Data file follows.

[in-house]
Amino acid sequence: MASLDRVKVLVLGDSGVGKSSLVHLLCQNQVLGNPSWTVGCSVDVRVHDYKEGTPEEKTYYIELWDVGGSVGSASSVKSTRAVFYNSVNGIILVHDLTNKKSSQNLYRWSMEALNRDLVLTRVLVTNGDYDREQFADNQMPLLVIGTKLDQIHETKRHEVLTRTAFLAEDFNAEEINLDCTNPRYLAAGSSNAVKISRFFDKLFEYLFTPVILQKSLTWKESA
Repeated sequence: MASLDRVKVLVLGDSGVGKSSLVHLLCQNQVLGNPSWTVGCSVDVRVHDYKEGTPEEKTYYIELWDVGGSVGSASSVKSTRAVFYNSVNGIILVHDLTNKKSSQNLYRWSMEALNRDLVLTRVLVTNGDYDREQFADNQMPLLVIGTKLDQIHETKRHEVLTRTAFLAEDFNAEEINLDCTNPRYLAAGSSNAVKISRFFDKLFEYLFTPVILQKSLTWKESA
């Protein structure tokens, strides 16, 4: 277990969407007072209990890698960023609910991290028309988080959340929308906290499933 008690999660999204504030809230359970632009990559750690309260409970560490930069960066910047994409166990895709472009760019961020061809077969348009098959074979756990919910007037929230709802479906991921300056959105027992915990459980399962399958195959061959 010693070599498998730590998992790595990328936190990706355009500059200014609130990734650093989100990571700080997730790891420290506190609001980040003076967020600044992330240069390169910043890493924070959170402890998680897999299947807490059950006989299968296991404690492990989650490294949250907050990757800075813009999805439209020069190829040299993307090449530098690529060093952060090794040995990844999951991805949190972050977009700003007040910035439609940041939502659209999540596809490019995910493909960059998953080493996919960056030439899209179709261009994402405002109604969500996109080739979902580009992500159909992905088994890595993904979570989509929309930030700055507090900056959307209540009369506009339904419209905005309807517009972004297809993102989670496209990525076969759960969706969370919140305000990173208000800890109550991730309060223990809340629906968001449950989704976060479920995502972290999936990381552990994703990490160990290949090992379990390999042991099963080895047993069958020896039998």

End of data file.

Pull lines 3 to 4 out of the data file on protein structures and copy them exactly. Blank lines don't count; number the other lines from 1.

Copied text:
Repeated sequence: MASLDRVKVLVLGDSGVGKSSLVHLLCQNQVLGNPSWTVGCSVDVRVHDYKEGTPEEKTYYIELWDVGGSVGSASSVKSTRAVFYNSVNGIILVHDLTNKKSSQNLYRWSMEALNRDLVLTRVLVTNGDYDREQFADNQMPLLVIGTKLDQIHETKRHEVLTRTAFLAEDFNAEEINLDCTNPRYLAAGSSNAVKISRFFDKLFEYLFTPVILQKSLTWKESA
């Protein structure tokens, strides 16, 4: 277990969407007072209990890698960023609910991290028309988080959340929308906290499933 008690999660999204504030809230359970632009990559750690309260409970560490930069960066910047994409166990895709472009760019961020061809077969348009098959074979756990919910007037929230709802479906991921300056959105027992915990459980399962399958195959061959 010693070599498998730590998992790595990328936190990706355009500059200014609130990734650093989100990571700080997730790891420290506190609001980040003076967020600044992330240069390169910043890493924070959170402890998680897999299947807490059950006989299968296991404690492990989650490294949250907050990757800075813009999805439209020069190829040299993307090449530098690529060093952060090794040995990844999951991805949190972050977009700003007040910035439609940041939502659209999540596809490019995910493909960059998953080493996919960056030439899209179709261009994402405002109604969500996109080739979902580009992500159909992905088994890595993904979570989509929309930030700055507090900056959307209540009369506009339904419209905005309807517009972004297809993102989670496209990525076969759960969706969370919140305000990173208000800890109550991730309060223990809340629906968001449950989704976060479920995502972290999936990381552990994703990490160990290949090992379990390999042991099963080895047993069958020896039998």